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The AI Pause and Backlash

April 2023

This piece was originally written and translated into Korean as a part of LG Technology Ventures' Monthly Newsletter to business units and strategic partners. It is republished here with permission. Sensitive information has been removed.

Something strange is happening in Silicon Valley: A region known for relentless optimism about the future is now reversing course and urging caution about the future of AI software. One particularly notable event is the AI pause letter, signed by over 3,500 AI researchers and experts, which calls for a halt to the development and deployment of AI systems for certain high-stakes applications, such as facial recognition and predictive policing. The letter highlights concerns about the ethical implications of AI and the potential for biased or harmful outcomes when deployed in certain contexts.


However, some experts have questioned the motives behind the AI pause letter. Speculations suggest that large companies may be using the pause as an opportunity to “catch up” and develop their own AI technologies. For example, Tesla CEO Elon Musk announced a new project called "TruthGPT" shortly after the AI pause letter was released, which aims to create an open-source language model to address biases in AI systems that have already been used to deliberately misconstrue information toward political ideologies. We view a true pause on AI tech as highly unlikely, even as new applications like AutoGPT exponentially scale in capability for good and evil.


In addition to the AI pause letter, there have been bans on the use of AI models like ChatGPT in certain contexts. For instance, Samsung recently announced a ban on using ChatGPT, following leaks of classified data by employees trying to be more productive. Italy has banned the use of ChatGPT and over their handling of user data. Germany, Canada, France, and Sweeden have similarly voiced concerns about ChatGPT and begun investigations. Other countries and organizations may also follow suit in investigating, regulating, or implementing restrictions on the use of AI models for various purposes.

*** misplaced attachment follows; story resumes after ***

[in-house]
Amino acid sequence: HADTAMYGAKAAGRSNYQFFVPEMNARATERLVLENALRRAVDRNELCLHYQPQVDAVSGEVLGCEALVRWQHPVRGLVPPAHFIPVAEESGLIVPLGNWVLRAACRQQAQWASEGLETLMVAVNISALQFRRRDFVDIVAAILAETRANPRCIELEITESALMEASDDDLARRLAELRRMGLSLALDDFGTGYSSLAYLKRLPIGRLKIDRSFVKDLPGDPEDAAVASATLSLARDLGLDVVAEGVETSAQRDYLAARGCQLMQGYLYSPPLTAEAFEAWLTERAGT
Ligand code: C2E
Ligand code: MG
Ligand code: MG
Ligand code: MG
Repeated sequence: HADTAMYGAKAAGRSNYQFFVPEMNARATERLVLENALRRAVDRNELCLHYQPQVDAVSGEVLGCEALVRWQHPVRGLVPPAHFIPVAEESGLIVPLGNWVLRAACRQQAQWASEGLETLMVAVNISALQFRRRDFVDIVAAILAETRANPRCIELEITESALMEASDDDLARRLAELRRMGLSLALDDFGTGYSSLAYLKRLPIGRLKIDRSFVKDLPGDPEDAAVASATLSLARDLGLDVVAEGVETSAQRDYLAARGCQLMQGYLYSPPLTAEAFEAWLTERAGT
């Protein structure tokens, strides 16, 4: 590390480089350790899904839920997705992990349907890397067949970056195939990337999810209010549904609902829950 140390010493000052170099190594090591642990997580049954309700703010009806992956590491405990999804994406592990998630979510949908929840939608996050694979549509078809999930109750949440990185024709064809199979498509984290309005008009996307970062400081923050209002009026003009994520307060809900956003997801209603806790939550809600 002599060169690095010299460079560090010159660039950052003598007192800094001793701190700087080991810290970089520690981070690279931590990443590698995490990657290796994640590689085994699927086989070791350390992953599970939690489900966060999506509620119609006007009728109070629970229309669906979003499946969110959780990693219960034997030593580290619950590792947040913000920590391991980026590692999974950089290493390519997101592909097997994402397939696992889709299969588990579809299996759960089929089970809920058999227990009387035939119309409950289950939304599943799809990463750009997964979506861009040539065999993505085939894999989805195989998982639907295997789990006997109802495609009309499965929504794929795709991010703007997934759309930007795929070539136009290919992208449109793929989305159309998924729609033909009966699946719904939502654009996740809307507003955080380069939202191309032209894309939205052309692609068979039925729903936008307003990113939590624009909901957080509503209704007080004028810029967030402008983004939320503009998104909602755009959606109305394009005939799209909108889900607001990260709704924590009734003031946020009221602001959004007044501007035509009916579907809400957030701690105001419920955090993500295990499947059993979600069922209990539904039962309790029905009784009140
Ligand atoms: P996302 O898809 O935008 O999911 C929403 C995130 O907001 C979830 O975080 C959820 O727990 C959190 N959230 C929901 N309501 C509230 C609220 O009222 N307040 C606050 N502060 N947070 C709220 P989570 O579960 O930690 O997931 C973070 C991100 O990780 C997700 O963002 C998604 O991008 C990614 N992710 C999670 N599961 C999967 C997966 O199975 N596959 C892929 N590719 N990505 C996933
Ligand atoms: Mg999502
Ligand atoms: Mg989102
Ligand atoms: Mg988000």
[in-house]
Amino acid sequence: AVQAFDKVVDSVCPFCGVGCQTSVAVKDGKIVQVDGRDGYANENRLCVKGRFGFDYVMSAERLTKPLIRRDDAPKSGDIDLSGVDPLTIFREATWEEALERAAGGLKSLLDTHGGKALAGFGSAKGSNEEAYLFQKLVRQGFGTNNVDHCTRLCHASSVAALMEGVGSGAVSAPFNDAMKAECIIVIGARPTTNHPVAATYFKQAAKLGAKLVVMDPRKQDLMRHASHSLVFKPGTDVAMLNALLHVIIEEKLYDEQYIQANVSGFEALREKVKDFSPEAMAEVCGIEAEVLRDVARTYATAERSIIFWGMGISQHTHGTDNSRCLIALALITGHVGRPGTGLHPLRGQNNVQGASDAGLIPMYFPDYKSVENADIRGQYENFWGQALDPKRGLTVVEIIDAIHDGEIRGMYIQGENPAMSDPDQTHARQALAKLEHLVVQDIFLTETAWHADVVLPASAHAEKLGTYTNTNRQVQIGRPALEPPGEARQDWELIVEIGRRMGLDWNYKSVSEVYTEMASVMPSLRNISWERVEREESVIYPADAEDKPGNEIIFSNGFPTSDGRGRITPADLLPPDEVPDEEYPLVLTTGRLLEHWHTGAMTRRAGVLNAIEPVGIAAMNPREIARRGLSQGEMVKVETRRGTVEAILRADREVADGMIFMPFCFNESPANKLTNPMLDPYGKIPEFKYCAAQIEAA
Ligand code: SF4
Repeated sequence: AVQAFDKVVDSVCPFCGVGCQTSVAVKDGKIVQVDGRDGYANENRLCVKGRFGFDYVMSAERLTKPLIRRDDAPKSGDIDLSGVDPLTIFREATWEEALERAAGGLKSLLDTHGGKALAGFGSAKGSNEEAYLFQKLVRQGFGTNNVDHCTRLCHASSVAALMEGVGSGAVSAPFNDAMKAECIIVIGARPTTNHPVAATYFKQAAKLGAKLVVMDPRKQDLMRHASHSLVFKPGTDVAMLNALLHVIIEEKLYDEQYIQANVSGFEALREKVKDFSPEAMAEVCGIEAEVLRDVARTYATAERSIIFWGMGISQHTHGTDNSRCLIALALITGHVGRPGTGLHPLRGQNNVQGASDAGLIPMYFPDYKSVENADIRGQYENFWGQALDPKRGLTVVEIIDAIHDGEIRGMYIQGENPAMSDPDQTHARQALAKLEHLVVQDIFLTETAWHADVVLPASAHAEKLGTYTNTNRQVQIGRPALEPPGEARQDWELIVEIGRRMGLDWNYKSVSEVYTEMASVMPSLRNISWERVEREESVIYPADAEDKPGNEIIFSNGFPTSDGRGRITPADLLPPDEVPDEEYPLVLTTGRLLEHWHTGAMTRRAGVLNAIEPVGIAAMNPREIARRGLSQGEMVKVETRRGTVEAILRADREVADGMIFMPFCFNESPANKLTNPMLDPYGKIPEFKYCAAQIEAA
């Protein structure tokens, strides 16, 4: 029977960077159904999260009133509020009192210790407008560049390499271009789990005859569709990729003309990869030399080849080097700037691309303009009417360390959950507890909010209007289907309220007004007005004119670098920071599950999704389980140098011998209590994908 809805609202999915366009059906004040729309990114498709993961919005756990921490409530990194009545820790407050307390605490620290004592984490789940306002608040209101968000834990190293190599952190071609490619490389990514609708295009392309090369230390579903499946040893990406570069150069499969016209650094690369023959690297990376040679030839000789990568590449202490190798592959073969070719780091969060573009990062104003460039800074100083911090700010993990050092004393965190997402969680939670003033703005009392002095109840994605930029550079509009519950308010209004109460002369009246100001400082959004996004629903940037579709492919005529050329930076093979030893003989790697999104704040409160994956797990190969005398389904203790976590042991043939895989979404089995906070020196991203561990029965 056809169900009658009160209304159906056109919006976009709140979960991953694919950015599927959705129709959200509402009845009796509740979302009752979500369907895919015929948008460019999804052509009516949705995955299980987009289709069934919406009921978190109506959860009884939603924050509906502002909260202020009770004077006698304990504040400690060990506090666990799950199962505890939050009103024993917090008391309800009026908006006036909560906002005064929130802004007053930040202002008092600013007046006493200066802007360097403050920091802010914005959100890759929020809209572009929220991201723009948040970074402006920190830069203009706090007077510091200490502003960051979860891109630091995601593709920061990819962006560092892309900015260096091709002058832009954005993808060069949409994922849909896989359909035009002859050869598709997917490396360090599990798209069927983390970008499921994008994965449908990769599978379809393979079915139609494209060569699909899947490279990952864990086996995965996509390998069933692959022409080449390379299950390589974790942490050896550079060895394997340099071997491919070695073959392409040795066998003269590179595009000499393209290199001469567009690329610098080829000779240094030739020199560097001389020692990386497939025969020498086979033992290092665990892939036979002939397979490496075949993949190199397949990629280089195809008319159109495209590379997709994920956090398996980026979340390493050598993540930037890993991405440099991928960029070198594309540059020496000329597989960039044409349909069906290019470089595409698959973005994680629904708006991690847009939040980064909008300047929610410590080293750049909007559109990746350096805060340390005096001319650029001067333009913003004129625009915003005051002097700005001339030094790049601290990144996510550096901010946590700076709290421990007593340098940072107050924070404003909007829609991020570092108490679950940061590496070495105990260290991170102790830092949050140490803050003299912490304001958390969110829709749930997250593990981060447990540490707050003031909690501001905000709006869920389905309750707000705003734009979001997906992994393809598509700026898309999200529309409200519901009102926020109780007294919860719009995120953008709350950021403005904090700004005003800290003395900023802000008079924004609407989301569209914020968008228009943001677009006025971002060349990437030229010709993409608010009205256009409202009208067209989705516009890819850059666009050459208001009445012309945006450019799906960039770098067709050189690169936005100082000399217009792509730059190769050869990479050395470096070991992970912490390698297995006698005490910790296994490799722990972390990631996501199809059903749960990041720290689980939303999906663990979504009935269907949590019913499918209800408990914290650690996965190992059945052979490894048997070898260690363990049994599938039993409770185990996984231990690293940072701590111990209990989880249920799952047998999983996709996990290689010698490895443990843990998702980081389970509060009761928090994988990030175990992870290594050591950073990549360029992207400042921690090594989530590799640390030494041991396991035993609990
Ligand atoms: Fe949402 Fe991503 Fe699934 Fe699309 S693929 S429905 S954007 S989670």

Furthermore, there have been lawsuits filed against AI models and their developers over the use of training data. For instance, Getty Images sued, the maker of Stable Diffusion for using its copyrighted images to train an AI model without proper authorization. Likewise, Twitter has threatened to sue Microsoft over using Twitter data to train its AI. These cases highlight the legal challenges and concerns arising from the use of large datasets to train AI models, including potential violations of intellectual property rights and ethical considerations. The lack of legal and regulatory clarity in this space has led to calls to action from many technologists for the government to step in and regulate, an unprecedented move in Silicon Valley, which usually sees regulation as a massive damper on innovation.

Whatever pauses, regulations, or bans governments choose to impose may not actually be effective. Research may simply move to other geographies, which can create geopolitical concerns for such a disruptive technology. Even if all governments in the world choose to unilaterally ban AI use and development, the models are open source and small enough to be shared on torrents and even fine-tuned on high-end consumer hardware. The genie is out of the bottle, and, after all, information (and AI models) want to be free.

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